A woman was discharged from a mental health hospital in London before she felt she was ready for this. She had suicidal tendencies and was anxious about a delay in scheduling her follow-up care review meeting which did not take place within seven days of her discharge as required by the Care Programme Approach guidelines.
In addition to Standard 7 of the National Service Framework for Mental Health on preventing suicide, her advocate invoked her right to life (Article 2) protected under the Human Rights Act. The advocate argued that the woman’s care and treatment team were under a positive obligation to protect her life by ensuring she had the support she needed.
The care and treatment team had initially agreed to supply the woman with a support worker once a fortnight. However, as a result of the advocates arguments the team agreed to increase this to once a week.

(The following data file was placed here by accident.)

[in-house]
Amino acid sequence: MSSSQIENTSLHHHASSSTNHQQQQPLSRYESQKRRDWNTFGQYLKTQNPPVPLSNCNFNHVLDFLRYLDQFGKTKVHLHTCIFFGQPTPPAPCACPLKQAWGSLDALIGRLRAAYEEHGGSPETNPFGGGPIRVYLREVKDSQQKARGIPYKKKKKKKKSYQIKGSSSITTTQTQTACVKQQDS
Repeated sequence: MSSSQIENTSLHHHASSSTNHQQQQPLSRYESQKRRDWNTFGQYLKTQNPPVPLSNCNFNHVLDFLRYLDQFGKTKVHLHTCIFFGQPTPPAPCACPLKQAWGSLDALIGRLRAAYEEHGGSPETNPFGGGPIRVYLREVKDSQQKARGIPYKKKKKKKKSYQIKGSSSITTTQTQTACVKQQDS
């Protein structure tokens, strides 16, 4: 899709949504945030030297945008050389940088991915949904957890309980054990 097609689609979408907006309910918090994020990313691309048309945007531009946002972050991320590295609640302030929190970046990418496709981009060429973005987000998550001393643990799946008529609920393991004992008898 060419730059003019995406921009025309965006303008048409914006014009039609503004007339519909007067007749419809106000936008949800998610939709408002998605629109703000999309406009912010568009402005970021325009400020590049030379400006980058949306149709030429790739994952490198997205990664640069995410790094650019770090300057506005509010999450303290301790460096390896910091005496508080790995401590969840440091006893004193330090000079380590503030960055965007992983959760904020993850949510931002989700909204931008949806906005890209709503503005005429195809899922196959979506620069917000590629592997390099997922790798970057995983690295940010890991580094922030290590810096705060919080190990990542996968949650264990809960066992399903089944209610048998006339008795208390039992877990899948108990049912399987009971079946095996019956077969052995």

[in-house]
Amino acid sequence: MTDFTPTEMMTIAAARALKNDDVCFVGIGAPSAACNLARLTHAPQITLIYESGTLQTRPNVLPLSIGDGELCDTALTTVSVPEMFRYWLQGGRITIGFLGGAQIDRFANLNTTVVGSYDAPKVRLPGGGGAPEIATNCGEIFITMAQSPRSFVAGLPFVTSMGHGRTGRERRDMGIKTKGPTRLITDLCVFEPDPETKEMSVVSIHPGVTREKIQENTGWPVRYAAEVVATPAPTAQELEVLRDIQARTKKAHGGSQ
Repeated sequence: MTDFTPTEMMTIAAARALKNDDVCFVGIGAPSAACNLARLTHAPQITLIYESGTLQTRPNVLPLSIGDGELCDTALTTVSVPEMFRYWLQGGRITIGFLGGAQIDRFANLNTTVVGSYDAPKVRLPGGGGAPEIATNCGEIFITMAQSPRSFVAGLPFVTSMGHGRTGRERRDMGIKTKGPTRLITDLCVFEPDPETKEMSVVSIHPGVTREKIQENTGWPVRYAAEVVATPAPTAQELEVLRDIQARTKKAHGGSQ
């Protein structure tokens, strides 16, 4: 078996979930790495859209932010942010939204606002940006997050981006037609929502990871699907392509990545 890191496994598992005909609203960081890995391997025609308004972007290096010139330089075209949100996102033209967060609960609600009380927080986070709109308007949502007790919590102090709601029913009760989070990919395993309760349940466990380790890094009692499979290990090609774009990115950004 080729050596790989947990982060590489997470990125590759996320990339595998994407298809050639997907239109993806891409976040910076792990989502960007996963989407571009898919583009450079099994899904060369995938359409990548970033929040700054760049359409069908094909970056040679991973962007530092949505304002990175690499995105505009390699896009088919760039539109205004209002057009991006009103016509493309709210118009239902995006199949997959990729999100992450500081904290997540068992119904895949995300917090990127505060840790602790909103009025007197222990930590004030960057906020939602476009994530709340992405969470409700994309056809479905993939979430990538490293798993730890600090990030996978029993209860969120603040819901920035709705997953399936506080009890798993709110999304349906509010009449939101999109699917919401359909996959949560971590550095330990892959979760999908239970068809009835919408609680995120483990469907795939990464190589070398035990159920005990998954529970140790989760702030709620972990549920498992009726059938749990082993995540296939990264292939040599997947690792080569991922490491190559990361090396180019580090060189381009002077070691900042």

The advocate is convinced that the human rights argument made the difference in this case. She said ‘human rights are so powerful – staff do take their jobs seriously and are trying to do what’s right’.
Cambridge House provides advocacy services to people in 14 London boroughs. Our aim is to enable people to become and remain central to the decisions that are made about their life. We encourage and enable people to speak on behalf of themselves, ensuring that their needs are considered, their rights are respected and they receive what they are entitled to.